* Former Pink Floyd band member Roger Waters, an outspoken critic of Israel’s apartheid regime, and a supporter of the BDS movement, has denied being anti-Semitic. In response to comments made by Gerald Ronson, chairman of the Jewish Community Security Trust, suggesting that Mr. Waters was an anti-Semite, Mr. Waters said this: “On a personal note, Mr Ronson, my father, the son of a coal miner from County Durham, pulled himself up by his bootstraps, eventually got a degree from Durham University, went off and taught divinity, history, and English in Jerusalem between 1935 and 1938, and subsequently died in Italy on February 18, 1944 fighting the Nazi menace. Do not dare to presume to preach to me, my father’s son, about anti-Semitism or human rights.”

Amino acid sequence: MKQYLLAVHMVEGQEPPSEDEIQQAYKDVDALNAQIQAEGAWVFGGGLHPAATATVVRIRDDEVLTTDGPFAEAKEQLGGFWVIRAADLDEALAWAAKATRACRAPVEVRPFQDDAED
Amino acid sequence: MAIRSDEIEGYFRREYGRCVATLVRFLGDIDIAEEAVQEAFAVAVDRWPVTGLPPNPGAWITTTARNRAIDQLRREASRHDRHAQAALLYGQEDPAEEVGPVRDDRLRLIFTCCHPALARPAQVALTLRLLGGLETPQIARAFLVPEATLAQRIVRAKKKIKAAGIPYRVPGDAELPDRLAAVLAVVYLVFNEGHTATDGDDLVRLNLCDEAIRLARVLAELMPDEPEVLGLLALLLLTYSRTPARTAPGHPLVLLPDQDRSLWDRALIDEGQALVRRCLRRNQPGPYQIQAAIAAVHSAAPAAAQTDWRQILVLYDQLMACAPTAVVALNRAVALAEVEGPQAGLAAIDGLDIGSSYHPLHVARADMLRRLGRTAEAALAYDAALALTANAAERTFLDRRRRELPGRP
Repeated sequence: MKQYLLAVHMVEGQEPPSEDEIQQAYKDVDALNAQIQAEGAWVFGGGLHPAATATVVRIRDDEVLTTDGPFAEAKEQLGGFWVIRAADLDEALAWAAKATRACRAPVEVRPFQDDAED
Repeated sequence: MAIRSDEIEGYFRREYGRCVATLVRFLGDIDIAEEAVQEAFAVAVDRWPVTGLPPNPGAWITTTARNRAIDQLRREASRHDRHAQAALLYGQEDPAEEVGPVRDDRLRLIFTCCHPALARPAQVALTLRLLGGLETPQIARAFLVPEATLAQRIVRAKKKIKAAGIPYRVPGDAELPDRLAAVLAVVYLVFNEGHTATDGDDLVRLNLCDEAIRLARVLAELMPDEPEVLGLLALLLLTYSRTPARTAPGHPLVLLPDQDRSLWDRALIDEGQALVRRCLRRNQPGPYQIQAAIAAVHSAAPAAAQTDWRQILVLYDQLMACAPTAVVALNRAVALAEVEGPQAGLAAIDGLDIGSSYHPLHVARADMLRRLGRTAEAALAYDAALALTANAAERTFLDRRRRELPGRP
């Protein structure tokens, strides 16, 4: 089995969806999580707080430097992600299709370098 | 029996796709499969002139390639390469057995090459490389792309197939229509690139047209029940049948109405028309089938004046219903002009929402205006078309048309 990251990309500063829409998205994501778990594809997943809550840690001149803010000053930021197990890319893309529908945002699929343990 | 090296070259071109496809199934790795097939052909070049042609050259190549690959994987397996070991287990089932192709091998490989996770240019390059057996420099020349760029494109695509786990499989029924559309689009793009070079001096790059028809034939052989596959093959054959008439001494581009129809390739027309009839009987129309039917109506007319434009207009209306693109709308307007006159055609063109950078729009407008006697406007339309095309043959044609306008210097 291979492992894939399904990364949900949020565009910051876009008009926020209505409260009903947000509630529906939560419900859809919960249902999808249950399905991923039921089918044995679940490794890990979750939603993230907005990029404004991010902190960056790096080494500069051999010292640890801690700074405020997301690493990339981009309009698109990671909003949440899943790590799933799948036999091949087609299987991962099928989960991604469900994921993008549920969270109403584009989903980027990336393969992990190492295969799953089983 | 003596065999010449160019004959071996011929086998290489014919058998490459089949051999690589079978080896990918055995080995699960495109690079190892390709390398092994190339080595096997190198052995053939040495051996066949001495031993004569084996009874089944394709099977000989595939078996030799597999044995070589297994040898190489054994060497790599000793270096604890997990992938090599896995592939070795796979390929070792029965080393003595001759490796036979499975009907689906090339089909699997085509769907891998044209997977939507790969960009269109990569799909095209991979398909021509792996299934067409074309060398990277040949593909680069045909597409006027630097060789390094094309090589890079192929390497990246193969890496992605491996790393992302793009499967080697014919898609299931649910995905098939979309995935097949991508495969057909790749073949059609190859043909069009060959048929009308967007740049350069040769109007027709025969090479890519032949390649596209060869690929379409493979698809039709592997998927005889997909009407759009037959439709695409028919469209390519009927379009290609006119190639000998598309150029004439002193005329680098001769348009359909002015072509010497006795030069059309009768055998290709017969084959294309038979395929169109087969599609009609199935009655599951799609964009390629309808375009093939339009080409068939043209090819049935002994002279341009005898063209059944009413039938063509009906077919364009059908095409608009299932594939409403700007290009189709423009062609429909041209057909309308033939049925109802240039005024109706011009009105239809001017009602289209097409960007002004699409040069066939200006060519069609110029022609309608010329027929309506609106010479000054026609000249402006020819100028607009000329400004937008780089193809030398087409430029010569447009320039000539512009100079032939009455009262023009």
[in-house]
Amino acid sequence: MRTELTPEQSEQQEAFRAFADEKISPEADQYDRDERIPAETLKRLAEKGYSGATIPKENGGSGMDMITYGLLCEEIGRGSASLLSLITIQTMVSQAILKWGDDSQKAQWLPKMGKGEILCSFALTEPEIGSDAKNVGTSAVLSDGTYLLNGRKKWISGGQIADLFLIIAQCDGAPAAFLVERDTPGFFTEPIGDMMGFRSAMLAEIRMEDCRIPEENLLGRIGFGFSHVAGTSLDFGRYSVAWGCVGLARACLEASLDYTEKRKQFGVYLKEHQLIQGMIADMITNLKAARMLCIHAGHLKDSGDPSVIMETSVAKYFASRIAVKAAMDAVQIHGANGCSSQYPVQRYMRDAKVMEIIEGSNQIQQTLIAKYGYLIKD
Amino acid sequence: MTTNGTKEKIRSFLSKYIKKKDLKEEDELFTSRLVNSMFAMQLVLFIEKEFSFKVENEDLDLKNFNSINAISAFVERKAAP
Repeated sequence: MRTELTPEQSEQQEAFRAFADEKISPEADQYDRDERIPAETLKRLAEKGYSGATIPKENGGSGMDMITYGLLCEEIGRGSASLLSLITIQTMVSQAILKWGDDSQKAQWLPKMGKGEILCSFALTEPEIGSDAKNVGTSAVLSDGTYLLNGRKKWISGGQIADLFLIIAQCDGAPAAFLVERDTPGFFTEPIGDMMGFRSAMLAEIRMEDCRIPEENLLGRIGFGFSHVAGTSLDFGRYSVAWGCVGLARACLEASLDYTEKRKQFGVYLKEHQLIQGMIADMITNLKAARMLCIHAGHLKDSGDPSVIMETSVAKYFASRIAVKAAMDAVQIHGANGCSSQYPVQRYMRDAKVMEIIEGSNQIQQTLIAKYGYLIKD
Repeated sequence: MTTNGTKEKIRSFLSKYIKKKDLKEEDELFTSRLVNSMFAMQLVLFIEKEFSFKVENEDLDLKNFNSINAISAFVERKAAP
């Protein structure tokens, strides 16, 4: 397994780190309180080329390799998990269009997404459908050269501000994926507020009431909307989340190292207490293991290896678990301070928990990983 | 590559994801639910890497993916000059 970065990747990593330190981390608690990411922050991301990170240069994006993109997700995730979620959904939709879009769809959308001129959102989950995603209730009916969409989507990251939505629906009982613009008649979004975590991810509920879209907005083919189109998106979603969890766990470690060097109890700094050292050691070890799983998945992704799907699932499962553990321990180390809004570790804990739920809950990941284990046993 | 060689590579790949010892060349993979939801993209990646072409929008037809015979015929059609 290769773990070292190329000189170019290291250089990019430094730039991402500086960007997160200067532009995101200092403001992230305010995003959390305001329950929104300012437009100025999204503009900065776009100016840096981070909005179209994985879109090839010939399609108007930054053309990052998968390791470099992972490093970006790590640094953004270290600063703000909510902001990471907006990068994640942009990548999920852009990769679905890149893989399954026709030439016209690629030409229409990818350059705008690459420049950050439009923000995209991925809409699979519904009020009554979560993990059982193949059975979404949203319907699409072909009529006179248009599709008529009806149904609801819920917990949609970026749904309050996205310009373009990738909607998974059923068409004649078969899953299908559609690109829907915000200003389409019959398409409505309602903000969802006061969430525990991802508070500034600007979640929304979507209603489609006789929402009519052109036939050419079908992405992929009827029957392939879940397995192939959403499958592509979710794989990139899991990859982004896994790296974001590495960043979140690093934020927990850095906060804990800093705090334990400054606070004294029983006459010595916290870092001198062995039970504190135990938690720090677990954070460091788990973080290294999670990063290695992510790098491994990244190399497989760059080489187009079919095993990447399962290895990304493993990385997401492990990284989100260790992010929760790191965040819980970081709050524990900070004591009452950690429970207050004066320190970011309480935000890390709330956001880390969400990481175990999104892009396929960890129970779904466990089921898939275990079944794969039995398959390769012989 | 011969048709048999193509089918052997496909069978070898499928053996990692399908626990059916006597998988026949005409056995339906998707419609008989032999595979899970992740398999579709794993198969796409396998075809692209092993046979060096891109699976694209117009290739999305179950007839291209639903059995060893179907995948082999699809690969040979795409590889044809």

One wonders why there isn’t any talk about anti-Arab attitudes. Let’s look at some recent evidence.
Avigdor Lieberman, Israel’s Foreign Affairs Minister, in discussing the perceived loyalty or disloyalty of Israeli Arabs, who comprise approximately 20% of Israel’s population, said this on March 8: “Whoever’s with us, should get everything. Those who are against us, there’s nothing to be done — we need to pick up an ax and cut off his head. Otherwise we won’t survive here.”
During Israel’s bombardment and invasion of the Gaza Strip in 2014, during which more than 2,000 Palestinians, including more than 500 children, were killed, The Times of Israel and the 5 Towns Jewish Times published an article entitled ‘When Genocide is
Permissible’. In it were these words: “If political leaders and military experts determine that the only way to achieve its goal of sustaining quiet is through genocide, is it then permissible to achieve those responsible goals?”